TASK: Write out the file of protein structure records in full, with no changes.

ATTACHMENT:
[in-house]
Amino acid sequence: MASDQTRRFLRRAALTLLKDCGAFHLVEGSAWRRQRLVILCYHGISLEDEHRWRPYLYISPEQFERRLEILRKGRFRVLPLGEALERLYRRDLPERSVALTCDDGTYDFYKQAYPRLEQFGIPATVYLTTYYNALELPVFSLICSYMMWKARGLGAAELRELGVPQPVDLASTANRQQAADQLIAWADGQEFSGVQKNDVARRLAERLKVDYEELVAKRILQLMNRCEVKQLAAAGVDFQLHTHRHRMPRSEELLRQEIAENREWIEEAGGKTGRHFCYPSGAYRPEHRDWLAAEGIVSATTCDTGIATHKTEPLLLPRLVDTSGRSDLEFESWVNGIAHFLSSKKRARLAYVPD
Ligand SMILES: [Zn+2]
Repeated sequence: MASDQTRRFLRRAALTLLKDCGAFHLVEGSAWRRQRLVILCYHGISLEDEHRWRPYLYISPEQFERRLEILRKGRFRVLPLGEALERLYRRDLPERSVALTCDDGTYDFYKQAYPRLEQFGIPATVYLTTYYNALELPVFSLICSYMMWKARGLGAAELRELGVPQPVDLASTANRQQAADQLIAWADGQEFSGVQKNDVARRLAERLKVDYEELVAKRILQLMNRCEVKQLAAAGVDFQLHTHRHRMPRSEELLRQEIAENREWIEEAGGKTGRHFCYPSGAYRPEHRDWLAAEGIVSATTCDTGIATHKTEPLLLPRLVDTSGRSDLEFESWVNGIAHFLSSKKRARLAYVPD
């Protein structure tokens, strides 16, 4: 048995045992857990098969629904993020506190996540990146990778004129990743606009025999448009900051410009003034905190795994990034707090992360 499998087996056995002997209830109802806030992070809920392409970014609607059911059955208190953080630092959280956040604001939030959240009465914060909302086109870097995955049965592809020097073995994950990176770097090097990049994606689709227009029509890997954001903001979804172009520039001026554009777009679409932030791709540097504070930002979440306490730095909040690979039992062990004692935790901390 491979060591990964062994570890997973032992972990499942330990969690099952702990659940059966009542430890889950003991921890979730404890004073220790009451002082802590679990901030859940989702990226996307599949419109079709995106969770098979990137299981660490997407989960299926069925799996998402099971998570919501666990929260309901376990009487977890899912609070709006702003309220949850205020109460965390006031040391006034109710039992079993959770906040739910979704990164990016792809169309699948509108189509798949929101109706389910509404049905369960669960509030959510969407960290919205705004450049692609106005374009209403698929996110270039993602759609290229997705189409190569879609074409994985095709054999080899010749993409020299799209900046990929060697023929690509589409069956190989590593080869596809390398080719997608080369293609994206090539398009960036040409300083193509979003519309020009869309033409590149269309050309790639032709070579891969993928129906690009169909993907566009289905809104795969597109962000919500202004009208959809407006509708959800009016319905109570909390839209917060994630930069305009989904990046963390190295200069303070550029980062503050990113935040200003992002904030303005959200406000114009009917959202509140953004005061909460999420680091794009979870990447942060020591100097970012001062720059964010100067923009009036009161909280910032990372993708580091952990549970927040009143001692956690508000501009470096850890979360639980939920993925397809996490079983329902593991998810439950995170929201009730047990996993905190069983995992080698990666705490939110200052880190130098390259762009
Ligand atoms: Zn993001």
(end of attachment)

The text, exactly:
[in-house]
Amino acid sequence: MASDQTRRFLRRAALTLLKDCGAFHLVEGSAWRRQRLVILCYHGISLEDEHRWRPYLYISPEQFERRLEILRKGRFRVLPLGEALERLYRRDLPERSVALTCDDGTYDFYKQAYPRLEQFGIPATVYLTTYYNALELPVFSLICSYMMWKARGLGAAELRELGVPQPVDLASTANRQQAADQLIAWADGQEFSGVQKNDVARRLAERLKVDYEELVAKRILQLMNRCEVKQLAAAGVDFQLHTHRHRMPRSEELLRQEIAENREWIEEAGGKTGRHFCYPSGAYRPEHRDWLAAEGIVSATTCDTGIATHKTEPLLLPRLVDTSGRSDLEFESWVNGIAHFLSSKKRARLAYVPD
Ligand SMILES: [Zn+2]
Repeated sequence: MASDQTRRFLRRAALTLLKDCGAFHLVEGSAWRRQRLVILCYHGISLEDEHRWRPYLYISPEQFERRLEILRKGRFRVLPLGEALERLYRRDLPERSVALTCDDGTYDFYKQAYPRLEQFGIPATVYLTTYYNALELPVFSLICSYMMWKARGLGAAELRELGVPQPVDLASTANRQQAADQLIAWADGQEFSGVQKNDVARRLAERLKVDYEELVAKRILQLMNRCEVKQLAAAGVDFQLHTHRHRMPRSEELLRQEIAENREWIEEAGGKTGRHFCYPSGAYRPEHRDWLAAEGIVSATTCDTGIATHKTEPLLLPRLVDTSGRSDLEFESWVNGIAHFLSSKKRARLAYVPD
């Protein structure tokens, strides 16, 4: 048995045992857990098969629904993020506190996540990146990778004129990743606009025999448009900051410009003034905190795994990034707090992360 499998087996056995002997209830109802806030992070809920392409970014609607059911059955208190953080630092959280956040604001939030959240009465914060909302086109870097995955049965592809020097073995994950990176770097090097990049994606689709227009029509890997954001903001979804172009520039001026554009777009679409932030791709540097504070930002979440306490730095909040690979039992062990004692935790901390 491979060591990964062994570890997973032992972990499942330990969690099952702990659940059966009542430890889950003991921890979730404890004073220790009451002082802590679990901030859940989702990226996307599949419109079709995106969770098979990137299981660490997407989960299926069925799996998402099971998570919501666990929260309901376990009487977890899912609070709006702003309220949850205020109460965390006031040391006034109710039992079993959770906040739910979704990164990016792809169309699948509108189509798949929101109706389910509404049905369960669960509030959510969407960290919205705004450049692609106005374009209403698929996110270039993602759609290229997705189409190569879609074409994985095709054999080899010749993409020299799209900046990929060697023929690509589409069956190989590593080869596809390398080719997608080369293609994206090539398009960036040409300083193509979003519309020009869309033409590149269309050309790639032709070579891969993928129906690009169909993907566009289905809104795969597109962000919500202004009208959809407006509708959800009016319905109570909390839209917060994630930069305009989904990046963390190295200069303070550029980062503050990113935040200003992002904030303005959200406000114009009917959202509140953004005061909460999420680091794009979870990447942060020591100097970012001062720059964010100067923009009036009161909280910032990372993708580091952990549970927040009143001692956690508000501009470096850890979360639980939920993925397809996490079983329902593991998810439950995170929201009730047990996993905190069983995992080698990666705490939110200052880190130098390259762009
Ligand atoms: Zn993001």